Performing Arts: Dance
May 17, 2021
Relaxed lopes invert into barrel turns and floor hugging street dance riffs. Without pointing at the hinges joining modern dance to vernacular forms, Seymour Chafin's vocabulary registers as natural, unstressed and clear.

Co-commissioned by the American Dance Festival and the Limon Dance Company, and presented by the Joyce Theater, new-comer Chafin Seymour's Suite Donuts suits the Limon family. Set to an appealing score, Chafin expertly melds  compositions by Miguel Atwood Ferguson to Erik Satie and Slum Village and mounts them to a resourceful movement vocabulary.

In the opening minutes, a lone male dancer senses the space around him through inquisitive, free flow motions punctuated by gestural comments.  Solitary for only a couple of moments, a communal line of dancers fan out behind him.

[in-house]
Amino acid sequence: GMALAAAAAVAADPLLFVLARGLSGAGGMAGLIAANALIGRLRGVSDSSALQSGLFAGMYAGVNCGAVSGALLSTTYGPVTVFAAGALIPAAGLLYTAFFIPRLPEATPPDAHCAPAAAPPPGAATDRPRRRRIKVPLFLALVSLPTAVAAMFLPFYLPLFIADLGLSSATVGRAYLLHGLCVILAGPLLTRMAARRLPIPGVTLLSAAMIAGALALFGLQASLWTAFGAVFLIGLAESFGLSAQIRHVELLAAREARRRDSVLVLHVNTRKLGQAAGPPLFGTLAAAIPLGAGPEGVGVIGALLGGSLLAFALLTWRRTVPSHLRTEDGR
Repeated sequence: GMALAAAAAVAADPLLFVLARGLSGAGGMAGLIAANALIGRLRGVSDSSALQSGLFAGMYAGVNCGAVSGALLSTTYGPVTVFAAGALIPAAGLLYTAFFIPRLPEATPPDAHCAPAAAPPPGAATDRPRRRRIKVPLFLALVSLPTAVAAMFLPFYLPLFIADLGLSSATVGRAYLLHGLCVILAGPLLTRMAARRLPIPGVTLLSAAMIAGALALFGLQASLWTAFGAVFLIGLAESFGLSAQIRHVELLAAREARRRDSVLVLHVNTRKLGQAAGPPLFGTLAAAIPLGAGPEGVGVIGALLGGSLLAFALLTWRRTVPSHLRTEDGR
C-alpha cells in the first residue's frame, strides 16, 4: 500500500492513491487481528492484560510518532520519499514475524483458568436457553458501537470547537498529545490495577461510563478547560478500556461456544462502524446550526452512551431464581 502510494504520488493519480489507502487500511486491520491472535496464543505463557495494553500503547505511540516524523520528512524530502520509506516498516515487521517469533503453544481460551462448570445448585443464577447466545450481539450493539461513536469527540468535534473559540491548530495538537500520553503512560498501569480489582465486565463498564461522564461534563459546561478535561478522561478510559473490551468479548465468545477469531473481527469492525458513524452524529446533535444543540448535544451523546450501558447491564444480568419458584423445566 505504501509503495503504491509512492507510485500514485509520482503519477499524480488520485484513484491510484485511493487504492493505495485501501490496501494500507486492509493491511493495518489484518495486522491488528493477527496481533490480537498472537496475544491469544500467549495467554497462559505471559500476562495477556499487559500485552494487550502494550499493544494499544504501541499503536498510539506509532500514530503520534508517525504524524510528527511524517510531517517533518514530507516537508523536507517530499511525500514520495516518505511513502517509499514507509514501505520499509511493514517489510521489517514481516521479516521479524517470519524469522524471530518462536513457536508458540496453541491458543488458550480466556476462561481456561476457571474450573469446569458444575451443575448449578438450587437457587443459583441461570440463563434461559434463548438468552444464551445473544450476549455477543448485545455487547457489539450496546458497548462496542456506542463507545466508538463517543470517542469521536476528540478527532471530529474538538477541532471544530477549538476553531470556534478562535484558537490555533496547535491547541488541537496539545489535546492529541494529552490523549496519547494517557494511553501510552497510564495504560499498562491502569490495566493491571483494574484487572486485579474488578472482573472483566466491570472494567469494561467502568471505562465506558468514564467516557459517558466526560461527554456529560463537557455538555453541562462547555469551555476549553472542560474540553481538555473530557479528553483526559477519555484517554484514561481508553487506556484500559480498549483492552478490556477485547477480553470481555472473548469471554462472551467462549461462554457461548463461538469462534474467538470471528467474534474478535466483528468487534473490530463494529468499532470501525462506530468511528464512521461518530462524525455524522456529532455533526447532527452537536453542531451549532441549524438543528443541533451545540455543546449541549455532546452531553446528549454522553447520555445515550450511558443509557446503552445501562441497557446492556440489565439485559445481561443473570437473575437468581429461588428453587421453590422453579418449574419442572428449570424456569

Suite Donuts invites company members into its fresh, fluid, rhythmically concise movement tracings organized around slouchy shoulders, playful lifts and stylish floor patterns.

Dressed in loose, long sleeved shirts and draw pants of warm blues, reds, tans and white by costume designer Keiko Voltaire, the high contrast lighting by Brandon Sterling Baker sharply edges the dancers' silhouettes -- conferring a bit of mystery or even dreaminess to the atmosphere.

Seymour has a knack for making dances feel youthful yet fully mature. His traditional dance training supports concise choreography that can soar or drop down into  some serious funk.

During these days of over-zoomed audiences, Seymour uncannily pulls the audience  in through the screen. Let's hope this is only the first of many commissions by Seymour for the Limon Dance Company.
EYE ON THE ARTS, NY -- Celia Ipiotis

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